See caption
Cover from 2018 reprint by Createspace Independent Publishing Platform

“Mr. Skelmersdale in Fairyland” is a short story by the English author H. G. Wells (1866–1946), first published in The Strand MagazineMonthly publication founded by George Newnes, published 1891–1950, credited with introducing the short story to a British audience. in 1901; it was subsequently reprinted in Twelve Stories and a DreamCollection of 13 short stories by H. G. Wells, first published in 1903. (1903). The story concerns a young man who falls asleep one midsummer’s night and wakes to find himself in Fairyland.[1] Although now considered to be one of Wells’s lesser works, it was widely read and highly regarded at the time of its publication.[2]

The story is told as a third-person narrative by an unnamed writer who is visiting the village of Bignor. He learns that an assistant in the local shop – known only as Mr. Skelmersdale – is believed to have visited Fairyland, and although Skelmersdale is at first reluctant to tell his tale, the narrator eventually gains his confidence and hears the story first hand.

On the evening of what may have been midsummer’s night, but was certainly around that time of year, Skelmersdale is wandering alone on Aldington Knoll, a nearby artificial mound, troubled by a row he had had with his fiancé Millie. After sitting down on the grass to consider his situation he falls asleep. When he awakes, the turf seems softer than before, and he can longer see the sky. He is surrounded by smiling elves, who had found him asleep and transported him to Fairyland on the orders of the beautiful Fairy Lady, who tells Skelmersdale that she has fallen in love with him. The Fairy Lady hopes that Skelmersdale will return her love, but he tells her that he is engaged to be married to Millie. He goes on to describe his ambition to get enough capital together to open a little shop, and the Lady tells him that in return for a kiss he shall have whatever he wants.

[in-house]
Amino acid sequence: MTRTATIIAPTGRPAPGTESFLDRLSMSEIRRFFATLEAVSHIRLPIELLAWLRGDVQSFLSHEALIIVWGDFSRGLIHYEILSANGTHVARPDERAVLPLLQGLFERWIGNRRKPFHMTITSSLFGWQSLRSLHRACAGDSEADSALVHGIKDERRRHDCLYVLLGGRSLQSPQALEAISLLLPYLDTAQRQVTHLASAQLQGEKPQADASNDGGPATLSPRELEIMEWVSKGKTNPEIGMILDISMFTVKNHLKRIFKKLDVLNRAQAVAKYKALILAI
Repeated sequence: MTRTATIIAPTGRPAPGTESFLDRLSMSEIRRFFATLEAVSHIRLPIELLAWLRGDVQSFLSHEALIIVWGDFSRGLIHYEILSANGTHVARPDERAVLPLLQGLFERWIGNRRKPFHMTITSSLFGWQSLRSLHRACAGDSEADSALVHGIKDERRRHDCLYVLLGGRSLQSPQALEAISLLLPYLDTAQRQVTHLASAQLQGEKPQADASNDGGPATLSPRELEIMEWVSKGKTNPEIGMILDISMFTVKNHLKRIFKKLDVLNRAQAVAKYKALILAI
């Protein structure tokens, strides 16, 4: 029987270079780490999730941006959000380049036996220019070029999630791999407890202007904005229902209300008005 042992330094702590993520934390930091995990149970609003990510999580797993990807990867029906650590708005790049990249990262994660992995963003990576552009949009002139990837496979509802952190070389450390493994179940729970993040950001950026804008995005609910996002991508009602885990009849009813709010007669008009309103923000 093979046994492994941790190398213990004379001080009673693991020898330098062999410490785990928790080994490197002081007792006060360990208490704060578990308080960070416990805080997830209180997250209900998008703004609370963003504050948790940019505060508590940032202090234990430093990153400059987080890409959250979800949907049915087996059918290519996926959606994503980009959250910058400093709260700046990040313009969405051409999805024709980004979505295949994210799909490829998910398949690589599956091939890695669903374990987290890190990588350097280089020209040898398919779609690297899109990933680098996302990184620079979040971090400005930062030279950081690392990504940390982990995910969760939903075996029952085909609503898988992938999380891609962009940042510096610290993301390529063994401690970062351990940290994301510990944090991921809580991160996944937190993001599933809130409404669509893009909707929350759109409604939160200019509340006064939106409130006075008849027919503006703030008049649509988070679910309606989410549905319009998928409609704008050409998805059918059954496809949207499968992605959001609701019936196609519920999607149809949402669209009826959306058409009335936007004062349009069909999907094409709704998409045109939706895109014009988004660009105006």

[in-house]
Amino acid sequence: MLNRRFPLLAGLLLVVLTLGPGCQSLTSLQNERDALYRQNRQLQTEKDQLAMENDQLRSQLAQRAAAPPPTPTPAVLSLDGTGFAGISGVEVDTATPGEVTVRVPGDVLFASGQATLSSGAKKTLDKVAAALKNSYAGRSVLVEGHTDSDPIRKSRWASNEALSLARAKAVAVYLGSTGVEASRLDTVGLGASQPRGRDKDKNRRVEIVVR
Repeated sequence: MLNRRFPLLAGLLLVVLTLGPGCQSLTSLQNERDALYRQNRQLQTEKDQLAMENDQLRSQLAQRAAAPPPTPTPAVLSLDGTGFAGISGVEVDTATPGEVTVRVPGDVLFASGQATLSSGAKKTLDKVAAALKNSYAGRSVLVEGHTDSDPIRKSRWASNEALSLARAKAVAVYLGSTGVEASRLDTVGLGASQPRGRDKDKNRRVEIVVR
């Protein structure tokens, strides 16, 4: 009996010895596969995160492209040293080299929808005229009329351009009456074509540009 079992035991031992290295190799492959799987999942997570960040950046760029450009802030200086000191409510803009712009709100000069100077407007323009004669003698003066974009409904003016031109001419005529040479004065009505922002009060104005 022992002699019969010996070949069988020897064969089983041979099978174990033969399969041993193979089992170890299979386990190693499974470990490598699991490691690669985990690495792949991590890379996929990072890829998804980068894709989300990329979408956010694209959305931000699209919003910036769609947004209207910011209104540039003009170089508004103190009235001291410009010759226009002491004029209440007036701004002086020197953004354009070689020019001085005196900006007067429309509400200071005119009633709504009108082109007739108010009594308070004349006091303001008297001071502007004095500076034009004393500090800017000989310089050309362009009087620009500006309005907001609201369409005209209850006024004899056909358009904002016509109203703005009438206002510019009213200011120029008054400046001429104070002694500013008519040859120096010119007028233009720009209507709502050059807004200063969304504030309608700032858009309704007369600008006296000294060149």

When the time comes for Skelmersdale to leave Fairyland, the Lady is true to her word; she has his pockets stuffed with fairy gold, kisses him goodbye and walks away. Too late, Skelmersdale realises that he is making a mistake, but the Lady has disappeared. He tries to chase after her, but suddenly finds himself “sprawling upon Aldington Knoll, all lonely under the stars”, his fairy gold turned to ashes; he finds out later that he has been away for three weeks. When he meets Millie again “She was just nothing. I couldn’t make out whatever I ‘ad seen in ‘er ever, or what there could ‘ave been.”

Pining for what might have been, Skelmerdale spends many evenings up on the knoll, shouting the Fairy Lady’s name and calling to be let back into Fairyland, but to no avail. “I’ve thought if I could go to sleep there, there might be something. But I’ve sat up there and laid up there, and I couldn’t – not for thinking and longing. It’s the longing …”.


“Mr. Skelmersdale” is centred on a theme to which Wells returned throughout his career, “a man obsessed by a vision of a beautiful and elusive lady and who searches in vain for the promise the vision seems to embody”. On his return from Fairyland, realising that he will never see the Fairy Lady again, Skelmersdale finds the everyday world to be “coarse and flat and uninspiring” by comparison.[3]

During the early 20th century there was a widespread belief in fairies even among such luminaries as Sir Arthur Conan Doyle, as evidenced by the reception given to photographs of the Cottingley FairiesThe Cottingley Fairies appear in a series of five photographs taken by Elsie Wright (1901–1988) and Frances Griffiths (1907–1986), two cousins who lived in Cottingley, near Bradford in England. . Wells described stories such as “Mr. Skelmersdale”, in which wanderers find themselves adrift in strange worlds, as exploration fantasies, and in this story as in his earlier The Time Machine (1895) he offers “a fairy tale for the scientific age”.[2]

See also

  • H. G. Wells bibliographyList of publications written by H. G. Wells during the more than fifty years of his literary career.



External links